MONDAY, Nov. 23, 2015 – A prison-based hepatitis C screening and treatment program could benefit the broader community, researchers suggest. Besides reducing the spread of hepatitis C after prisoners are released, "universal [hepatitis C] testing and treatment in prisons would reduce outcomes of advanced [hepatitis C] such as liver cancer, end-stage liver disease and death among prisoners," said study senior author Jagpreet Chhatwal, of Massachusetts General Hospital's Institute for Technology Assessment in Boston. "We now have highly effective treatments for [hepatitis C], so we wanted to know the impact of providing routine testing and treatment to inmates, a group in which the infection is highly prevalent," Chhatwal said in a hospital news release. More than 1 percent of the U.S. population has hepatitis C, but the virus affects more than 17 percent of prisoners, the researchers ... Read more

Related support groups: Cancer, Hepatitis C, Liver Cirrhosis, Hepatocellular Carcinoma, Liver and Pancreatic Disease, Benign Liver Tumor, Hepatic Coma, Liver Metastasis in Adenocarcinoma, Hepatic Tumor

FDA Approves New Indications for Harvoni to Include Patients with Genotypes 4, 5 and 6 HCV and Patients Co-Infected with HIV

Posted 12 Nov 2015 by Drugs.com

FOSTER CITY, Calif.--(BUSINESS WIRE)--Nov. 12, 2015-- Gilead Sciences, Inc. (Nasdaq: GILD) today announced that the U.S. Food and Drug Administration (FDA) has approved Harvoni (ledipasvir/sofosbuvir) for expanded use in patients with genotype 4, 5 and 6 chronic hepatitis C virus (HCV) infection and in patients co-infected with HIV. In addition, Harvoni plus ribavirin (RBV) for 12 weeks was approved as an alternate therapy to 24 weeks of Harvoni for treatment-experienced, genotype 1 patients with cirrhosis. Harvoni received regulatory approval for the treatment of chronic HCV genotype 1 infection in adults in the United States in October 2014. “Harvoni – the first and only single-tablet regimen for the treatment of HCV – continues to demonstrate high cure rates and a tolerable side effect profile across a range of patient populations, including those who have historically been consi ... Read more

Related support groups: Hepatitis C, Harvoni, Ledipasvir/sofosbuvir

In Rare Cases, Hepatitis C Drug Tied to Slowed Heart Rate: Study

Posted 4 Nov 2015 by Drugs.com

WEDNESDAY, Nov. 4, 2015 – One of the new, highly effective drugs for treating hepatitis C can cause a very slow and erratic heart rate in some patients, new research warns. Doctors at a Paris hospital found that three out of 415 chronic hepatitis C patients treated with the drug sofosbuvir during 2014 developed an abnormally slow heart rate, called an bradyarrhythmia. In all three cases, the patients were also receiving other hepatitis C medications, including daclatasvir, simeprevir and ribavirin, according to the report. "The potential cardiac toxicity of sofosbuvir-containing regimens suggests the need for caution with the use of such regimens," the Parisian doctors concluded in the report. They suggested that doctors review other medications and potential risk factors for an abnormal heart rate before prescribing the drug. And, they pointed out the possible need to monitor the ... Read more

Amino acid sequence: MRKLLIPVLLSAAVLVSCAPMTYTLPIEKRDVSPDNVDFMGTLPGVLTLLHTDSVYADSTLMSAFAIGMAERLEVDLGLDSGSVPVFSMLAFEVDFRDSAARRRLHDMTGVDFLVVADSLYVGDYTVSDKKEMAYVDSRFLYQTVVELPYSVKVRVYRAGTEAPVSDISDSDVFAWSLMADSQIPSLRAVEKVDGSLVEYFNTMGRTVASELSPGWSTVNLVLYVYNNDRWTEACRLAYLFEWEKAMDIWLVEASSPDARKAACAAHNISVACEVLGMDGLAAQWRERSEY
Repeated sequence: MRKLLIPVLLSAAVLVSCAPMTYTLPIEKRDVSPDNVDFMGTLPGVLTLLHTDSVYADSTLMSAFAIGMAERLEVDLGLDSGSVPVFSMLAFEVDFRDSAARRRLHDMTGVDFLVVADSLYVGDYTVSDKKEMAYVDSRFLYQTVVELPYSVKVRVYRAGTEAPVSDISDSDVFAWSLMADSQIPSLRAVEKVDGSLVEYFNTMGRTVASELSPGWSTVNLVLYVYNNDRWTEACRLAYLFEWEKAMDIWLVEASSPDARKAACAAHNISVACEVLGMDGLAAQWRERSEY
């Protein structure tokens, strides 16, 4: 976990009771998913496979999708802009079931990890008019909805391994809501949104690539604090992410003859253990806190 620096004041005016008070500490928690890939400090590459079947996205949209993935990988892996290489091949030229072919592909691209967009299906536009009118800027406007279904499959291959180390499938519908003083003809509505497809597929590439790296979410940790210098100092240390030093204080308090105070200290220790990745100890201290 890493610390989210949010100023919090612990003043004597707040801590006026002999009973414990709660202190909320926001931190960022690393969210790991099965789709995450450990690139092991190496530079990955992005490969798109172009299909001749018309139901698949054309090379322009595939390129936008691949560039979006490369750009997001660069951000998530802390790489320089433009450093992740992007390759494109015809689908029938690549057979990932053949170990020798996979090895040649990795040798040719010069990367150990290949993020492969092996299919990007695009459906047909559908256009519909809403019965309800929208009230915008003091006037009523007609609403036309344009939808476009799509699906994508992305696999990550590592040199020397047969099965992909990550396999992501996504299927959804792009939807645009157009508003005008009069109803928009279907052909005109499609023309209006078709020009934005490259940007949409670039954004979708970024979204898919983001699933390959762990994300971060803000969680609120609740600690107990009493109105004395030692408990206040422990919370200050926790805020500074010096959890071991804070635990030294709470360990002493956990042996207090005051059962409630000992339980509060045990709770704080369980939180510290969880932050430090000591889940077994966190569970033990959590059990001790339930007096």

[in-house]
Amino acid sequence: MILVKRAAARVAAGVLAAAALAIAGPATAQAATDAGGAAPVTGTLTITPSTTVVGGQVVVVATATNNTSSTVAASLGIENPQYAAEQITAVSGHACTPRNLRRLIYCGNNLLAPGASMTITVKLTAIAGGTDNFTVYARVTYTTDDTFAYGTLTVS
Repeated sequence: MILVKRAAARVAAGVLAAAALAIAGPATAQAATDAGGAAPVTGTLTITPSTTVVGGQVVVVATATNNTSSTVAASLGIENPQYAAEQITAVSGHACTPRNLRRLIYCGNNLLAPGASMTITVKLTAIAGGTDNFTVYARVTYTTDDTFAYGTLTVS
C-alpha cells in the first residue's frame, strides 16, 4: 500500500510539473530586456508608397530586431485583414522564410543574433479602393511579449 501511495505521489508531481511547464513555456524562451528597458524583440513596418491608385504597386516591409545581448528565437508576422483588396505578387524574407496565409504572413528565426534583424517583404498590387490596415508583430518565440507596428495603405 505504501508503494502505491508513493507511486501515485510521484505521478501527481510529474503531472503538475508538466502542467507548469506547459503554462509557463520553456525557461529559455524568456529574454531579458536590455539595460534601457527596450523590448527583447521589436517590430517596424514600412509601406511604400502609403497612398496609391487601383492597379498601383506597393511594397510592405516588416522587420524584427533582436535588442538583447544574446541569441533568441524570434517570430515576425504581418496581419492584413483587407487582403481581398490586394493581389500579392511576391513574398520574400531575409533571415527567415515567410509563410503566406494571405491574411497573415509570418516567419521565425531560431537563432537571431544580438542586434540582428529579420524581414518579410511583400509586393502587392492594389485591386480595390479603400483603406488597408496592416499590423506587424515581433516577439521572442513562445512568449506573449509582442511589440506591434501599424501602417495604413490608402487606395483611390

Related support groups: Hepatitis C, Harvoni, Sovaldi, Bradyarrhythmia, Sofosbuvir, Ledipasvir/sofosbuvir

Illnesses, Deaths Spur FDA Warning on Hepatitis C Drugs

Posted 23 Oct 2015 by Drugs.com

FRIDAY, Oct. 23, 2015 – Reports of deaths and illnesses occurring soon after use are prompting the U.S. Food and Drug Administration to issue warnings on two drugs used to fight the hepatitis C virus. The drugs, called Viekira Pak and Technivie, appeared linked to serious liver damage in patients with advanced liver disease, the agency warned in a statement issued Thursday. Of 26 cases reported worldwide where use of the medications has been the possible or probable cause of illness, 10 patients either died or required organ transplant after liver failure, and 16 patients had some form of liver dysfunction. In most cases, liver damage occurred within one to four weeks of patients starting treatment, the FDA said. The cases occurred after the two drugs were approved by the FDA – Viekira Pak in December of 2014 and Technivie in July of 2015, the statement said. The agency believes that ... Read more

Related support groups: Hepatitis C, Liver and Pancreatic Disease, Viekira Pak, Technivie

FDA Medwatch Alert: Hepatitis C Treatments Viekira Pak and Technivie: Drug Safety Communication - Risk of Serious Liver Injury

Posted 22 Oct 2015 by Drugs.com

ISSUE: FDA is warning that hepatitis C treatments Viekira Pak and Technivie can cause serious liver injury mostly in patients with underlying advanced liver disease. As a result, FDA is requiring the manufacturer to include information about serious liver injury adverse events to the Contraindications, Warnings and Precautions, Postmarketing Experience, and Hepatic Impairment sections of the Viekira Pak and Technivie drug labels. FDA review of adverse events reported to the FDA Adverse Event Reporting System (FAERS) database and to the manufacturer of these medicines, AbbVie, identified cases of hepatic decompensation and liver failure in patients with underlying liver cirrhosis who were taking these medicines. Some of these events resulted in liver transplantation or death. These serious outcomes were reported mostly in patients taking Viekira Pak who had evidence of advanced cirrhosis ... Read more

Related support groups: Hepatitis C, Viekira Pak, Dasabuvir/ombitasvir/paritaprevir/ritonavir, Ombitasvir/paritaprevir/ritonavir, Technivie

Liver Damage From Hepatitis C More Widespread Than Thought

Posted 27 Aug 2015 by Drugs.com